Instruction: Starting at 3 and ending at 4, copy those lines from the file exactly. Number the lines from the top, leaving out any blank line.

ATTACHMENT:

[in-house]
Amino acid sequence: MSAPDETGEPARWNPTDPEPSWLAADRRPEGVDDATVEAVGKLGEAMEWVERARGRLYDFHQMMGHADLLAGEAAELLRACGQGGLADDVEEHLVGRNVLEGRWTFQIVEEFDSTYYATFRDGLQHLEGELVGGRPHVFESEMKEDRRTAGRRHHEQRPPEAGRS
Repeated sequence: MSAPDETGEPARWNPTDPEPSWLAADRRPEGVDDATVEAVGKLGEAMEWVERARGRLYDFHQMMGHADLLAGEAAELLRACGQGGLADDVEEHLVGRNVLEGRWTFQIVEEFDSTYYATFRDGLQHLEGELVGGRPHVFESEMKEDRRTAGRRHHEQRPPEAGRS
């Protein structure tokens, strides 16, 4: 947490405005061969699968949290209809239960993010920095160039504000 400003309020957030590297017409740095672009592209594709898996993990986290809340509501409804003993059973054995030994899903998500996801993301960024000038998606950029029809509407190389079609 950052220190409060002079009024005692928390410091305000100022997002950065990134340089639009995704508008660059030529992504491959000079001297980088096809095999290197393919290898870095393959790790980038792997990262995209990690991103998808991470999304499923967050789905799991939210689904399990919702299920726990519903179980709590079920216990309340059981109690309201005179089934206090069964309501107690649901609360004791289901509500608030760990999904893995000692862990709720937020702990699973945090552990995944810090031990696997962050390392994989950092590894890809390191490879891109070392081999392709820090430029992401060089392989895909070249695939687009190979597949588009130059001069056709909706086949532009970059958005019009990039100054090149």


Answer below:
Repeated sequence: MSAPDETGEPARWNPTDPEPSWLAADRRPEGVDDATVEAVGKLGEAMEWVERARGRLYDFHQMMGHADLLAGEAAELLRACGQGGLADDVEEHLVGRNVLEGRWTFQIVEEFDSTYYATFRDGLQHLEGELVGGRPHVFESEMKEDRRTAGRRHHEQRPPEAGRS
């Protein structure tokens, strides 16, 4: 947490405005061969699968949290209809239960993010920095160039504000 400003309020957030590297017409740095672009592209594709898996993990986290809340509501409804003993059973054995030994899903998500996801993301960024000038998606950029029809509407190389079609 950052220190409060002079009024005692928390410091305000100022997002950065990134340089639009995704508008660059030529992504491959000079001297980088096809095999290197393919290898870095393959790790980038792997990262995209990690991103998808991470999304499923967050789905799991939210689904399990919702299920726990519903179980709590079920216990309340059981109690309201005179089934206090069964309501107690649901609360004791289901509500608030760990999904893995000692862990709720937020702990699973945090552990995944810090031990696997962050390392994989950092590894890809390191490879891109070392081999392709820090430029992401060089392989895909070249695939687009190979597949588009130059001069056709909706086949532009970059958005019009990039100054090149």